An Italian study at a fertility center conducted a study to assess in vitro fertilization (IVF) outcomes in women who were of normal body weight, of reproductive and with adequate ovarian follicles. Women with a vitamin D serum level < 20 ng/mL (considered deficient) were compared with those having > 20 ng/mL (optimal levels = 20-40 ng/mL).
Of the 335 women who participated, 154 had a serum vitamin D level < 20 ng/mL and 181 had levels of > 20 ng/mL. Women with higher serum levels had more high quality embryos even though a similar number of eggs and embryos were transferred. Women with higher serum levels of vitamin D also had a higher pregnancy rate of 31% vs. 20%. Women with a serum vitamin D level > 30 ng/mL had the greatest chances of pregnancy.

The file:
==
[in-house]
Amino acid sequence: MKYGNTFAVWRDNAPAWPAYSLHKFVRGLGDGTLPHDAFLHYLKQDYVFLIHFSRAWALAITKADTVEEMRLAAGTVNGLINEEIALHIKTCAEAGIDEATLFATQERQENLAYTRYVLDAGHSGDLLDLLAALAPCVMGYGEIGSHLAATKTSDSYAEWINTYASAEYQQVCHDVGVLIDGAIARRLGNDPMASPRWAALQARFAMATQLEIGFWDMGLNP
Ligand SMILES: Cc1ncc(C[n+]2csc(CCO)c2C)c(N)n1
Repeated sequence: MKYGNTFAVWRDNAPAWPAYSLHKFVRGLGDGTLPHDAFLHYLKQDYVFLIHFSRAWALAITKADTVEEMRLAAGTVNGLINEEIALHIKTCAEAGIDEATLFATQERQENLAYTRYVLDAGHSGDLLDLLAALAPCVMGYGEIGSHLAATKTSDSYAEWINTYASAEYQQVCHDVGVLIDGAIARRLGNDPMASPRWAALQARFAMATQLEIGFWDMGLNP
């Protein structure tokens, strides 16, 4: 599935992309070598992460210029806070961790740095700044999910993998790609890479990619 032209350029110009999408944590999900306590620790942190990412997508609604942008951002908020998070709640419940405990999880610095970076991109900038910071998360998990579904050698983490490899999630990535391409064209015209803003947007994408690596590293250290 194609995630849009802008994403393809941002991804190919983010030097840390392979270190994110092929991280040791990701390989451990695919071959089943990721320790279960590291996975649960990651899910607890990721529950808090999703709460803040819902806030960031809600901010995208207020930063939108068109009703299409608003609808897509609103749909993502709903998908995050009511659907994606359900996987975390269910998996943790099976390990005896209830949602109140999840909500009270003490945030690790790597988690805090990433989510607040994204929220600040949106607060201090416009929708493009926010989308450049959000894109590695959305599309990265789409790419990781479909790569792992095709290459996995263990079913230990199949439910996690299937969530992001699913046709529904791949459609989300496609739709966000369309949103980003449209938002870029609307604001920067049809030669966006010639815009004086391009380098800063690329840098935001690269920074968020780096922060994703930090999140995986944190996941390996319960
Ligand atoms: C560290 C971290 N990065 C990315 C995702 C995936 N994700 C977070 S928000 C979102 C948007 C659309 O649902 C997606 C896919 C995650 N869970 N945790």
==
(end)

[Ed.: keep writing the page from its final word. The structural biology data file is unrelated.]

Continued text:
Commentary: What appears obvious to me is that women should have their serum vitamin D level tested prior to undergoing the arduous process of IVF. If their levels are < 20 ng/mL, it would seem logical to dose with vitamin D to improve serum levels, and retest in 3 months to assure > 20 ng/mL before proceeding. While this study does not prove a causal predictive relationship between serum vitamin D levels and IVF success of pregnancy it does seem plausible and worth the simple approach of assuring adequate vitamin D levels in women seeking pregnancy, especially in those seeking IVF.
Ref. Paffoni A, et al. Vitamin D deficiency and infertility: Insights from in vitro fertilization cycles. J Clin Endocrinol Metab 2014; Aug 14 (e-pub ahead of print)